Almost 10,000 Australian Bass fingerlings were released into Spring Lake last week to enhance and maintain the native fish population, provide mosquito control and assist threatened fish species to recover.
The fingerlings were funded from proceeds raised at last year's two Springfield Lakes Pest Fishing Classic events, where close to 1000 pest fish were removed from Spring Lake.
Both events aimed to create awareness of noxious fish species and their associated impact on local biodiversity and were jointly supported by Lendlease, Ipswich City Council, Department of Agriculture and Fisheries, Biosecurity Queensland and Freshwater Fishing and the Stocking Association of Queensland.
Ticket sale proceeds from the two events raised $3275, all of which was spent on purchasing the young fish.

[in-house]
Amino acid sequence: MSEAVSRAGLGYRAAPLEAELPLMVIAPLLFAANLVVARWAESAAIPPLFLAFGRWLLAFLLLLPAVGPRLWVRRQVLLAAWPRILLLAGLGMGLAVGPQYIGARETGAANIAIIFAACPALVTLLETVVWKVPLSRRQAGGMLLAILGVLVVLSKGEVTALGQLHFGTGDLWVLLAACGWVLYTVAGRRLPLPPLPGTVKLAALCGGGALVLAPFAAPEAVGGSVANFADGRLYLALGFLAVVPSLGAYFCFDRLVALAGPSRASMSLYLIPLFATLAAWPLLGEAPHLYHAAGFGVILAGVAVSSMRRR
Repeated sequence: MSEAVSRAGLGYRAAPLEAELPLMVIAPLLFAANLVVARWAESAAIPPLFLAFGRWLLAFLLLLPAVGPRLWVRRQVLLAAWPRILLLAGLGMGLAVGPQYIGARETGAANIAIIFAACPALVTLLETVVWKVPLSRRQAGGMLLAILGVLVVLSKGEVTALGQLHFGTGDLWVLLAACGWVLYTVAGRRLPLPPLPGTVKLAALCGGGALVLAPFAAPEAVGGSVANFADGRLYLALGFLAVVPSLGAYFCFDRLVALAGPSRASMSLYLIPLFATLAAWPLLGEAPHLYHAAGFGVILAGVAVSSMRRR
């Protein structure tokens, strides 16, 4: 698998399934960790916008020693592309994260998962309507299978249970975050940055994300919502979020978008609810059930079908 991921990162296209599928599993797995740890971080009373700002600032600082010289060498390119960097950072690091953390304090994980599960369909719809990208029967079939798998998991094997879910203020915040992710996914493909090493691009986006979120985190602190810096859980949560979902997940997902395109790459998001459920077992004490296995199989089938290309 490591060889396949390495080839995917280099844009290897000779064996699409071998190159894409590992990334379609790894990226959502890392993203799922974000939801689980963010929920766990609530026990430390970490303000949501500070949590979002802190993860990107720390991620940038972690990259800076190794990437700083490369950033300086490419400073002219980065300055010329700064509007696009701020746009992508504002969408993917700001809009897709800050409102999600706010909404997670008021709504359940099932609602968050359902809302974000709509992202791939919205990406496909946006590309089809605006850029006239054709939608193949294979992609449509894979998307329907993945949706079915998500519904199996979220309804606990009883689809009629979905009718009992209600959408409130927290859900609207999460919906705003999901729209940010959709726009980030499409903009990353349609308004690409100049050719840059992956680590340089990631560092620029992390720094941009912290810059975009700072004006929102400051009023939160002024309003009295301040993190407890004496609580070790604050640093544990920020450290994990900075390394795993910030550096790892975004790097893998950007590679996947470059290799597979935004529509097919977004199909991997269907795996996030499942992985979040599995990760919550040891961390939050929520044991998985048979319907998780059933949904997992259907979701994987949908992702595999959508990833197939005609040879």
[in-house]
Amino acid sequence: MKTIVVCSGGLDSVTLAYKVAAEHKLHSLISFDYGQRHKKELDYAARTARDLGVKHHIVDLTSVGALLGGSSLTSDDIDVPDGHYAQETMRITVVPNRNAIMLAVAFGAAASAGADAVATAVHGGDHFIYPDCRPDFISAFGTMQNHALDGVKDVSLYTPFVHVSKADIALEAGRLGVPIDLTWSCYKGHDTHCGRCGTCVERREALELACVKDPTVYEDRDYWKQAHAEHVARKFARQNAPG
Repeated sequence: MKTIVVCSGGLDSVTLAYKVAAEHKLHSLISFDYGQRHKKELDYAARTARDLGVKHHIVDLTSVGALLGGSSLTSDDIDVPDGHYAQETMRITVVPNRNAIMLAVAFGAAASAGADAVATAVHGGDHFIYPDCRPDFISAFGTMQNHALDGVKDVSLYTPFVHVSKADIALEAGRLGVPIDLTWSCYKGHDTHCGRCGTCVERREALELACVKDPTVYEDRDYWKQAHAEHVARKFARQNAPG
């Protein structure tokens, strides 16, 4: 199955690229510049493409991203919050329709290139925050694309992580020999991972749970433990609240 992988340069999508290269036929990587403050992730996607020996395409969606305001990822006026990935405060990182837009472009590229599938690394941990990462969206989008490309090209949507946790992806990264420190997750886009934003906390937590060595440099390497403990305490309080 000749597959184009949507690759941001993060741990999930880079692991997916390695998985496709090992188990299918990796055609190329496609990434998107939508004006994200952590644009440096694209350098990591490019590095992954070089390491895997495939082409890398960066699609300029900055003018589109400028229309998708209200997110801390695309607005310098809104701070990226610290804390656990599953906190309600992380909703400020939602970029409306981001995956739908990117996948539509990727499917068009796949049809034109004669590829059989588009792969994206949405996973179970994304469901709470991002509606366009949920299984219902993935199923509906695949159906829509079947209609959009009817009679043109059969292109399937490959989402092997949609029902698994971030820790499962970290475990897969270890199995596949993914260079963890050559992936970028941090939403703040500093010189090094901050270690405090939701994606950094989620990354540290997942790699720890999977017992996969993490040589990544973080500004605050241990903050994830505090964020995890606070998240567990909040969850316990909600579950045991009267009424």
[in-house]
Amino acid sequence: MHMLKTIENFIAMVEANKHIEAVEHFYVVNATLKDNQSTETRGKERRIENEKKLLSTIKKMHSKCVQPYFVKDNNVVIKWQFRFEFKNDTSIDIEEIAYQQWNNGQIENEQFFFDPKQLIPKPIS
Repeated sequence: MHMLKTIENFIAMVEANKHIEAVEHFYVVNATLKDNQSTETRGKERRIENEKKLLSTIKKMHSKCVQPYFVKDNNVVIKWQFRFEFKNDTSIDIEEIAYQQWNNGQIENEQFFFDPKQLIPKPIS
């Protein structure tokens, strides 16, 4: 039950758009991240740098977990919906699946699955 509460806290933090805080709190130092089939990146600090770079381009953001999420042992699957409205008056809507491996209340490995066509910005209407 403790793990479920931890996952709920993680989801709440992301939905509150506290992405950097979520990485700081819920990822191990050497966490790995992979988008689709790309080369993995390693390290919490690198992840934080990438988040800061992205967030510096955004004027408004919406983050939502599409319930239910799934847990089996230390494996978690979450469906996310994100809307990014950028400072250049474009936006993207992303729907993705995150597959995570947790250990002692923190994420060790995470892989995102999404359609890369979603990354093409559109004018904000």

Originally the lake was stocked with native fish species but over time they were over-run by pest fish including tilapia and carp.
Restocking the lake with native fish is an environmental control measure and will assist in improving fish habitat within the lake. The lake remains a non-fishing area.
The restocking was undertaken by Brisbane Valley Anglers Fishstocking Association Inc (BVAFA) under the required Queensland Department of Agriculture and Fisheries General Fisheries Permit.
Lendlease Communities General Manager for Queensland, Guy Gibson said reintroducing native species will help boost the area's biodiversity and create a strong legacy.
"Lendlease is committed to creating the best places and this means delivering environmentally positive outcomes in partnership with our community," Mr Gibson said.
"The local community brought this latest initiative to life, with their ticket sales proceeds being used to restock Spring Lake with native fish."